It was as recently as April 2015 that The River Lodge became the latest addition to the Thornybush stable. The Thornybush Collection has grown to include ten thoroughbred lodges, each offering a unique location and different experience to suit varying budgets. All but one of the lodges lie in the private 14,000-hectare Thornybush Nature Reserve, which offers the Big Five experience and boasts frequent sightings of leopard. The lodge has its very own resident female, who uses the relative safety of the elephant-fence-enclosed ‘back garden’ to raise her cubs. ‘The cubs have become so brazen, they’ve even started sunning themselves on the deck,’ says Ali as she shows us around.
Above, a soaring open-thatch ceiling supports wrought-iron chandeliers from its rustic beams. Below, a smooth concrete floor runs from the open-plan kitchen and oversized wooden dining table at one end – where you can dine with fellow guests while watching a gourmet meal unfold before you – right through to another set of concertina doors at the other end. These too, are folded back, leading to an indoor/outdoor seating area which seamlessly blends with the sleek-lined modern couches indoors, both displaying cushions in textured African-inspired fabrics.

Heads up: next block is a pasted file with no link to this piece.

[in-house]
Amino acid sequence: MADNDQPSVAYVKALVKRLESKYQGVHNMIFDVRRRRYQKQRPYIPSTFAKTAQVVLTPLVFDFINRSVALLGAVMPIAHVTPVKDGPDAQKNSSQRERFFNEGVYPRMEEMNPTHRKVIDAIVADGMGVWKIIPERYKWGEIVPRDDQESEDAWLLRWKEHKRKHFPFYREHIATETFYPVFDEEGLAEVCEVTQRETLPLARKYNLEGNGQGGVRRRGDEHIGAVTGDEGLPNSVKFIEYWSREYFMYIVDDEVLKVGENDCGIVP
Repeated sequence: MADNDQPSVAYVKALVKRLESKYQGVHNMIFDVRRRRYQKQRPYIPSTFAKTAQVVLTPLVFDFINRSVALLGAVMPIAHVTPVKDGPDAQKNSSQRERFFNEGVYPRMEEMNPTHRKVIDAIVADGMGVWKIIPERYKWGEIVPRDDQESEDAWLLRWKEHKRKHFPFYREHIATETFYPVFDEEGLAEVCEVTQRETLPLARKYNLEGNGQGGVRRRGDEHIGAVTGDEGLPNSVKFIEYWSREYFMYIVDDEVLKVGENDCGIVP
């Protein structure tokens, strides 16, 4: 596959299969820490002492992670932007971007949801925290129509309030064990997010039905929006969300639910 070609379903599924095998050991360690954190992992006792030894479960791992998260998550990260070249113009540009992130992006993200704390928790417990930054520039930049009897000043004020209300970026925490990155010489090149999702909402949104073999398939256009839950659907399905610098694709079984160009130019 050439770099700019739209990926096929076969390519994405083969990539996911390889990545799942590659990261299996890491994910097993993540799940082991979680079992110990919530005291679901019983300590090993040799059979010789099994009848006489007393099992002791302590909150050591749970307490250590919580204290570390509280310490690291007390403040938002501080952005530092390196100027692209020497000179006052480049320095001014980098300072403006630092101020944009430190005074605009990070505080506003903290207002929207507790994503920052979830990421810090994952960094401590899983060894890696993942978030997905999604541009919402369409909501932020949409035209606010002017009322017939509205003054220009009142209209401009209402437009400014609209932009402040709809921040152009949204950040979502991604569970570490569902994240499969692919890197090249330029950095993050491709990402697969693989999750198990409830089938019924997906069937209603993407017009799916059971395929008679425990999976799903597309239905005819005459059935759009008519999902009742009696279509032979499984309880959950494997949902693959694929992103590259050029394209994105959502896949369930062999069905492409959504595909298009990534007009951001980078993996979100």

From artfully distressed shabby chic cabinets to mirror-polished solid wood tables, each item of furniture has been handpicked by an expert eye. So too, the complimentary colour palette of earthy hues – stone, wheat, dove grey, aubergine and soft reds – have been carefully curated by someone who understands shade nuances. Almost every surface showcases a considered mix of African artefacts and antique bric-a-brac. Beaded tribal necklaces sit alongside ornate silver candlesticks; ornamental cacti face off against giant vases filled with natural vegetation; and straight-spined wooden tribesmen stand guard over colonial antiques.